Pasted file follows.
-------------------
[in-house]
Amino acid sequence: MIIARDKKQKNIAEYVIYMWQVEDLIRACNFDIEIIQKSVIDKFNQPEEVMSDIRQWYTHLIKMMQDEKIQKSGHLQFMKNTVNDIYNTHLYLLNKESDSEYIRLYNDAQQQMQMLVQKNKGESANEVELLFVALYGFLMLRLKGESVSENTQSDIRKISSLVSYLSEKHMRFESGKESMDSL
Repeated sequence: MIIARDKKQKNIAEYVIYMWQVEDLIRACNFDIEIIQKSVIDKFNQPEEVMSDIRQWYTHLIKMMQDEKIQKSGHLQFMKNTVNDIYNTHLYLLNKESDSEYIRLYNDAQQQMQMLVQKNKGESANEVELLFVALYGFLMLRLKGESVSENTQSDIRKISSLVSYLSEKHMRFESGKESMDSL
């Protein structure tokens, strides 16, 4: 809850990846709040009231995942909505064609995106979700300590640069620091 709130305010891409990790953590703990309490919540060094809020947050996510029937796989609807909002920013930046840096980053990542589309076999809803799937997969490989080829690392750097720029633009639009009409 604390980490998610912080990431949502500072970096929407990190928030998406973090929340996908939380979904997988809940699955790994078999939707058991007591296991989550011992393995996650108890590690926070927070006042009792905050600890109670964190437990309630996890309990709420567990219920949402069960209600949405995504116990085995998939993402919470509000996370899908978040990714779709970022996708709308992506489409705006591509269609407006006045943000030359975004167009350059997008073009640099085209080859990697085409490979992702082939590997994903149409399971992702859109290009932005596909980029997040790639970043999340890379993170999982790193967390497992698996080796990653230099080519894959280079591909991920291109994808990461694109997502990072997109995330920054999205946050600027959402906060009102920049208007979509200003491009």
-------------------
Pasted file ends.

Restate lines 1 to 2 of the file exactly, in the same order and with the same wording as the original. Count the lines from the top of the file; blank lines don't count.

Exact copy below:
[in-house]
Amino acid sequence: MIIARDKKQKNIAEYVIYMWQVEDLIRACNFDIEIIQKSVIDKFNQPEEVMSDIRQWYTHLIKMMQDEKIQKSGHLQFMKNTVNDIYNTHLYLLNKESDSEYIRLYNDAQQQMQMLVQKNKGESANEVELLFVALYGFLMLRLKGESVSENTQSDIRKISSLVSYLSEKHMRFESGKESMDSL